Addressing and resolving conflict is rarely listed as someone’s favourite activity. Most people would put it up there with say, dentist appointments, tax time, or spring cleaning. According to my personality assessments, I am the kind of person that longs for harmony. Picture it: a campfire on the beach, someone strumming their guitar, and the soft strain of voices singing, “Dust in the Wind.” Joking aside, I’m not crazy about conflict. But I also understand and accept that conflict is a normal part of life. In the last couple of months, our team at New Direction and at my church where I’m an elder, have been looking at different conflict resolution styles and process.
An oft-cited text in Matthew 18 reminds us to not try to sweep things under the rug. I particularly like the Message version:
“If a fellow believer hurts you, go and tell him—work it out between the two of you. If he listens, you’ve made a friend. If he won’t listen, take one or two others along so that the presence of witnesses will keep things honest, and try again. If he still won’t listen, tell the church. If he won’t listen to the church, you’ll have to start over from scratch, confront him with the need for repentance, and offer again God’s forgiving love.”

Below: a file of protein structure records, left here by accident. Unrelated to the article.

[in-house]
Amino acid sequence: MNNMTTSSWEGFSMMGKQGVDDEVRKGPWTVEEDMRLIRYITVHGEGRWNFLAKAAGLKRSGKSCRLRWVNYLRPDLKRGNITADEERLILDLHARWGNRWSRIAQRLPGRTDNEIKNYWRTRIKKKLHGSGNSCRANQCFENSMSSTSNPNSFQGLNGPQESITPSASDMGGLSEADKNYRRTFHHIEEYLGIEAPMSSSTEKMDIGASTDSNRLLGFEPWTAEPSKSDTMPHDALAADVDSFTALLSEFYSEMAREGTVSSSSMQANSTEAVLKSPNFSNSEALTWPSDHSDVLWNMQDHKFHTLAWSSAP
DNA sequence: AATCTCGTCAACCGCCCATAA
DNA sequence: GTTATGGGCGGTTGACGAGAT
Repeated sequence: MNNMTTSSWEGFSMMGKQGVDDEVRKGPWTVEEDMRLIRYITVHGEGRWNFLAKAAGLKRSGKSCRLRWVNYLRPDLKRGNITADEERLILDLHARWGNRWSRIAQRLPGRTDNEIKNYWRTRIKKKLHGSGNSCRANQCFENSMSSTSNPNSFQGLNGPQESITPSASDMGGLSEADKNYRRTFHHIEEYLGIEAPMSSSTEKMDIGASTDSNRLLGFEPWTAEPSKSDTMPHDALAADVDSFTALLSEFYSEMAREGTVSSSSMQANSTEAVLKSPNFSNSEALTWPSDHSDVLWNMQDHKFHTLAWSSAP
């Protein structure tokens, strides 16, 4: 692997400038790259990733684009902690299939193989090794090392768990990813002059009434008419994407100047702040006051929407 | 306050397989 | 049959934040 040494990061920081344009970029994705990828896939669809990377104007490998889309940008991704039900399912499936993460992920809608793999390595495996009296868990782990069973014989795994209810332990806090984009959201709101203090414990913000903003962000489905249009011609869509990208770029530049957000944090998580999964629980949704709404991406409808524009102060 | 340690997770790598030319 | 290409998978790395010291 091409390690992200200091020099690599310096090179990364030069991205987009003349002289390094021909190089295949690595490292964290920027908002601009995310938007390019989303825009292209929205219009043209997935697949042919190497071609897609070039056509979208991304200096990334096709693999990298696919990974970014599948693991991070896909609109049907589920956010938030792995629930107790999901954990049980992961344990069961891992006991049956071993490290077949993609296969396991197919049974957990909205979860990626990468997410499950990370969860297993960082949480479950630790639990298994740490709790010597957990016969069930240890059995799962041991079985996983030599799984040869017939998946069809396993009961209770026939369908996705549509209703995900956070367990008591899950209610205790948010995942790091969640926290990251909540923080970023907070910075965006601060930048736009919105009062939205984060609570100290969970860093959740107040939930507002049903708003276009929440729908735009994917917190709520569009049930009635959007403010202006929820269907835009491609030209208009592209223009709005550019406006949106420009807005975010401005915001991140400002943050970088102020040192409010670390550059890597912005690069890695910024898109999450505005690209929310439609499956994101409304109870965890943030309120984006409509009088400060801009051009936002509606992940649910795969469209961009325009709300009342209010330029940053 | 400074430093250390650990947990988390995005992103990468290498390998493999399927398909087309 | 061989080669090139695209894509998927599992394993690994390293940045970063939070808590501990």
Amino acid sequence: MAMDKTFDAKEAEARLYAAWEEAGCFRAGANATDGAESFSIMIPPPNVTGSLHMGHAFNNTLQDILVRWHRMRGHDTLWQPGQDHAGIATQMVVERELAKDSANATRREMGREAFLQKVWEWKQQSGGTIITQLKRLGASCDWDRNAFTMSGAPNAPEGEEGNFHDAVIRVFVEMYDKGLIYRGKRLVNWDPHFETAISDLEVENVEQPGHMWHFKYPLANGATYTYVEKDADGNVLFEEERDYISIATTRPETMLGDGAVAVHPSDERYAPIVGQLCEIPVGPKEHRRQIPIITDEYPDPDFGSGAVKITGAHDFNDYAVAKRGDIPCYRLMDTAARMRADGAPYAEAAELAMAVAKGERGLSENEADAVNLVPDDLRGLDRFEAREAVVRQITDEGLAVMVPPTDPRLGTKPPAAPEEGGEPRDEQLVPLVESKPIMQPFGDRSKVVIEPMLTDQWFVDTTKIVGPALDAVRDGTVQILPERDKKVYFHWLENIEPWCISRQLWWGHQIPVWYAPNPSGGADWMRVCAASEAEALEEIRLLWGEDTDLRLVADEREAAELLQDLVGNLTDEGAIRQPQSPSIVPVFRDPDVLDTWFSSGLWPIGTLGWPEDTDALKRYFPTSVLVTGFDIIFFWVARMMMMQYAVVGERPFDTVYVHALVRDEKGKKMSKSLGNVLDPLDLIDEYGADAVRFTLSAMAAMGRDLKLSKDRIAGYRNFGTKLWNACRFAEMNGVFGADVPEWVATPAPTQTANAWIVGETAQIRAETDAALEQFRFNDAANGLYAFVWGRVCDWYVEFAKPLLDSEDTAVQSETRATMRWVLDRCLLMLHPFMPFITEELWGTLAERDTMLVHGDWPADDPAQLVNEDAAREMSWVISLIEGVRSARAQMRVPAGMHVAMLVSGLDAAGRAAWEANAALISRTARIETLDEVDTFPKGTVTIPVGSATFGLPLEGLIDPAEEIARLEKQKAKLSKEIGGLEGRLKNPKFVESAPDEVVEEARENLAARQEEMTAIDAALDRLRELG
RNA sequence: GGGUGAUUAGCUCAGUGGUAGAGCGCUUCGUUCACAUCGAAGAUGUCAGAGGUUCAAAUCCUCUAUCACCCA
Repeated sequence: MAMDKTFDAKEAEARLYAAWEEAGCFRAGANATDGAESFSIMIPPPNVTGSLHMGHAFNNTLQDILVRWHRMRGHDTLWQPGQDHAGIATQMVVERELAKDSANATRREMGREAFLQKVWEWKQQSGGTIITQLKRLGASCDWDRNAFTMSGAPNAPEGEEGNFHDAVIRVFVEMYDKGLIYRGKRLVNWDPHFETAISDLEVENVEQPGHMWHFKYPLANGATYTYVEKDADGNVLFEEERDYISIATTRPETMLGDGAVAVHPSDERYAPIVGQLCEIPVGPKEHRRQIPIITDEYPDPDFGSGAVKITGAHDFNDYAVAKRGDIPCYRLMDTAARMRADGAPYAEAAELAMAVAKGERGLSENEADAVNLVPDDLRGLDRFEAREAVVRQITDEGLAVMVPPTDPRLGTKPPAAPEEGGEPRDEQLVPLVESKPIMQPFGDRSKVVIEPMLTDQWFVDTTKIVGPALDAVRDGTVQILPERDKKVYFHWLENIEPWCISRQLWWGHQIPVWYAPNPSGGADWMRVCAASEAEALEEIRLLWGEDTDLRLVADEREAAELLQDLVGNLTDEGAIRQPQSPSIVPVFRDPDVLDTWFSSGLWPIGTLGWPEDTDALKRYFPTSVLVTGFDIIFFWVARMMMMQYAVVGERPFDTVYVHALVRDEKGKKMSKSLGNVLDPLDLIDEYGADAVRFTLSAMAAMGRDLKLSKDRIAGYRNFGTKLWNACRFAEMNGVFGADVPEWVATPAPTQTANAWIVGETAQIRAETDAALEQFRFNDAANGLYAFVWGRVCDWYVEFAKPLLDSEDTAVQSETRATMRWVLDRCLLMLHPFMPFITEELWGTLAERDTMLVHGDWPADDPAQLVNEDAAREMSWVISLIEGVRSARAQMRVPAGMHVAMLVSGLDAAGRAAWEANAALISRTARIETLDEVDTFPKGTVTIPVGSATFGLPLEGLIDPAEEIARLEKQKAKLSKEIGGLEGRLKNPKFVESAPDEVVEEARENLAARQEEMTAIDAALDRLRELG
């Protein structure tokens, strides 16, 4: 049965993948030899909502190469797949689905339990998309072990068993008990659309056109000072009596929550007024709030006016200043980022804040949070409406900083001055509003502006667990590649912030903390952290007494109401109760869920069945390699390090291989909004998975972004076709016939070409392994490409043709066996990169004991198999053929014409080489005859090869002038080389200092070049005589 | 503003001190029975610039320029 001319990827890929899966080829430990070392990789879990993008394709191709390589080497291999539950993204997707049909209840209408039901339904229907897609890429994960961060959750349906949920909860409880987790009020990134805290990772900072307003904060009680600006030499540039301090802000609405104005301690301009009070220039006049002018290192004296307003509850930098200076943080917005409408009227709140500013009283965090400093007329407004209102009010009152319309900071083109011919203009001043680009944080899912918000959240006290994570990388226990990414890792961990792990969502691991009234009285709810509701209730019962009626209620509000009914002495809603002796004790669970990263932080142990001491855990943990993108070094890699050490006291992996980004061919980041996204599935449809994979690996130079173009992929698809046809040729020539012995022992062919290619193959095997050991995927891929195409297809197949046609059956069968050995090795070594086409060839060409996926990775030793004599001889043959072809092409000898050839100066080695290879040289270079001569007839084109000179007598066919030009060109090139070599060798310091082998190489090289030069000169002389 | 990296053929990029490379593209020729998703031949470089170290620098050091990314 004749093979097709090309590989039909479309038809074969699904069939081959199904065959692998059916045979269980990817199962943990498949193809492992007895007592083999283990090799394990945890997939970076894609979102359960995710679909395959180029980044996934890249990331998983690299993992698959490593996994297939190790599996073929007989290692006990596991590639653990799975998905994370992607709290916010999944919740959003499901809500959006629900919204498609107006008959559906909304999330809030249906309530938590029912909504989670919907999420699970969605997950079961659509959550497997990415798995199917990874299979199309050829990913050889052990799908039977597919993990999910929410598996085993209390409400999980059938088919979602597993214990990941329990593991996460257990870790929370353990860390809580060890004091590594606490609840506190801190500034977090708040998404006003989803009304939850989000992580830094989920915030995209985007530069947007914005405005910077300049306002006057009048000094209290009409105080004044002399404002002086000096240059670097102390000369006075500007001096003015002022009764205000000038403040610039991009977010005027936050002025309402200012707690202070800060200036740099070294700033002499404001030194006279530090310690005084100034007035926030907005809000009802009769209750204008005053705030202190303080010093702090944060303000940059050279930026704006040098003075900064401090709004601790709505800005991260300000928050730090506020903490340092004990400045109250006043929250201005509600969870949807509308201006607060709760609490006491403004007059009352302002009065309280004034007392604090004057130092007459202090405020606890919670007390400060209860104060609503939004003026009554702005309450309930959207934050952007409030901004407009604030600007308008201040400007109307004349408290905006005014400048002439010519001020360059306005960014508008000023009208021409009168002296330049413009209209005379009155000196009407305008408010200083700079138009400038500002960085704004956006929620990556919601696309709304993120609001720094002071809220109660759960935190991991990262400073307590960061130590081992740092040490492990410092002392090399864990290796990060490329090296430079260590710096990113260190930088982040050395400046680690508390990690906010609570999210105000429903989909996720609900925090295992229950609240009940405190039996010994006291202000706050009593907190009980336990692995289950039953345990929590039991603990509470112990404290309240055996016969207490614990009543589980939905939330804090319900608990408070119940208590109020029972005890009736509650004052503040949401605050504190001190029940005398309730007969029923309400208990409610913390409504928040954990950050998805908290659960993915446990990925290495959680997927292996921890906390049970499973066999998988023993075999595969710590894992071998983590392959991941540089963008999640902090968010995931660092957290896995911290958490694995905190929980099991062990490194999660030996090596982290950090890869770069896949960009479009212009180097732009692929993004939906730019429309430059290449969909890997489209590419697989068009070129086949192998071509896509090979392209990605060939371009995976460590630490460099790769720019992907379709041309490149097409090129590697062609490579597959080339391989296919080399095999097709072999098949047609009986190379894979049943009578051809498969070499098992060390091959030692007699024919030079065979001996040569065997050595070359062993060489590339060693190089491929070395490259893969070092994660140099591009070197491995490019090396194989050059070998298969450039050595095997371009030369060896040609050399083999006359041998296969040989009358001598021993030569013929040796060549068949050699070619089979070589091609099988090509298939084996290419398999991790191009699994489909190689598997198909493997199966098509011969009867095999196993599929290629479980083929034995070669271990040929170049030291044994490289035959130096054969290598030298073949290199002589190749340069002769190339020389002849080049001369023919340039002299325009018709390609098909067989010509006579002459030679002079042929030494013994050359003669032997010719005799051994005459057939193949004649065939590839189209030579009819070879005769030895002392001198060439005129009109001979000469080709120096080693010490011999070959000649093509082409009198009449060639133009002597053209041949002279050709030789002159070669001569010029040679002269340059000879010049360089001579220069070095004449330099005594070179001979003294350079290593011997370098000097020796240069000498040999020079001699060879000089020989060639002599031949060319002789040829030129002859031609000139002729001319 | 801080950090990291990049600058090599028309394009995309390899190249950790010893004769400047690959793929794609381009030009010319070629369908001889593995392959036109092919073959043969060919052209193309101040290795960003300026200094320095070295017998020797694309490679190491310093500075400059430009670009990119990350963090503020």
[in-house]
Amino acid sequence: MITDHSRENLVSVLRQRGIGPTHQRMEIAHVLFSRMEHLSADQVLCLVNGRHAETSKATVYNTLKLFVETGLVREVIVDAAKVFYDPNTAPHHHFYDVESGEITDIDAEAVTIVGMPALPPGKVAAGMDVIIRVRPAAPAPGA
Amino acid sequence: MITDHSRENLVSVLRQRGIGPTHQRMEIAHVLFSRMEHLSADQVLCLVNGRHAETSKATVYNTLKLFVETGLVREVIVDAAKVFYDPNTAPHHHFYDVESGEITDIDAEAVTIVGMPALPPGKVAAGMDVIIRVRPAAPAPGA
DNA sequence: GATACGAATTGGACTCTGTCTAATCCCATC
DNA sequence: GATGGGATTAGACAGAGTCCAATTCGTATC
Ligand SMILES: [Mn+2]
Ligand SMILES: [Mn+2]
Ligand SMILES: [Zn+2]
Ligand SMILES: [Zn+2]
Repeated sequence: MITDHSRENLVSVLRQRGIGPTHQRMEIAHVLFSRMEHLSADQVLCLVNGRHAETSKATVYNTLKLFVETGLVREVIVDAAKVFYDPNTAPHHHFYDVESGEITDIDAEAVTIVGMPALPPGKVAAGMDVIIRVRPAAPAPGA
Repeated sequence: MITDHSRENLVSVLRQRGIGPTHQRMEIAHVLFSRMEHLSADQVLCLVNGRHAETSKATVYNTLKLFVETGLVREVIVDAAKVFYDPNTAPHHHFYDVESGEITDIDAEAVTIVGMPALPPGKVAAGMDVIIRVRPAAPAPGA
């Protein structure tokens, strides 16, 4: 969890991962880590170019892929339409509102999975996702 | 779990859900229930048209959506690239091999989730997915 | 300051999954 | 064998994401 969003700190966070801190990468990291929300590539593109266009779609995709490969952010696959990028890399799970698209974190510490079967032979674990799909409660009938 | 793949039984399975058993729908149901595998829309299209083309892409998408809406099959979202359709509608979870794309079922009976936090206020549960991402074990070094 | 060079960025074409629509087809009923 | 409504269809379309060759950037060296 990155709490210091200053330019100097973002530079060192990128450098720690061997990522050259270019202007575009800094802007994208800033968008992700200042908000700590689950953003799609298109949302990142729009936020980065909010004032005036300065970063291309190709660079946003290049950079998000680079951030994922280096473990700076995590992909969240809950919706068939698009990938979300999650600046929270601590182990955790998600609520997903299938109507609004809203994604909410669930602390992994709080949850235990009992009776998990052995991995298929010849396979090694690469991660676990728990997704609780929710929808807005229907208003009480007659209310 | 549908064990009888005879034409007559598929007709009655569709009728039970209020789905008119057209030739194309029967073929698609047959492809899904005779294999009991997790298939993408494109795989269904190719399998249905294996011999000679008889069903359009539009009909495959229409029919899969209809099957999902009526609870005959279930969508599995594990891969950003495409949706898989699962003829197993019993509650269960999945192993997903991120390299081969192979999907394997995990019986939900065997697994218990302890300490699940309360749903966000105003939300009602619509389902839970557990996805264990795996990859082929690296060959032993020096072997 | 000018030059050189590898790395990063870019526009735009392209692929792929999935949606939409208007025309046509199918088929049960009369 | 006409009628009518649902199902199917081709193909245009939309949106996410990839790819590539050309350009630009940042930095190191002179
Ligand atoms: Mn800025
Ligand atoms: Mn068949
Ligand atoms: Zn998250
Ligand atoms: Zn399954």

I had a conflict. A brother in Christ had hurt me. And I knew I needed to be honest and say so.
In an article for Charisma found here, Alan Chambers, President of Exodus, had referred to an informal conversation over lunch that he and I had many months earlier. Though he didn’t identify me by name, people who are familiar with this area of ministry would have likely identified me as the unnamed Canadian in the piece. In fact, I received a number of emails from folks who wanted to be sure I’d seen the article because they were concerned for how it reflected on me.
I had a lot of unanswered questions after I read the article and wanted to take some time to pray and reflect before communicating with Alan. Part of me wanted to just “let it go.” But I also knew that if I did not have some resolution about some of my questions it would seriously hinder any potential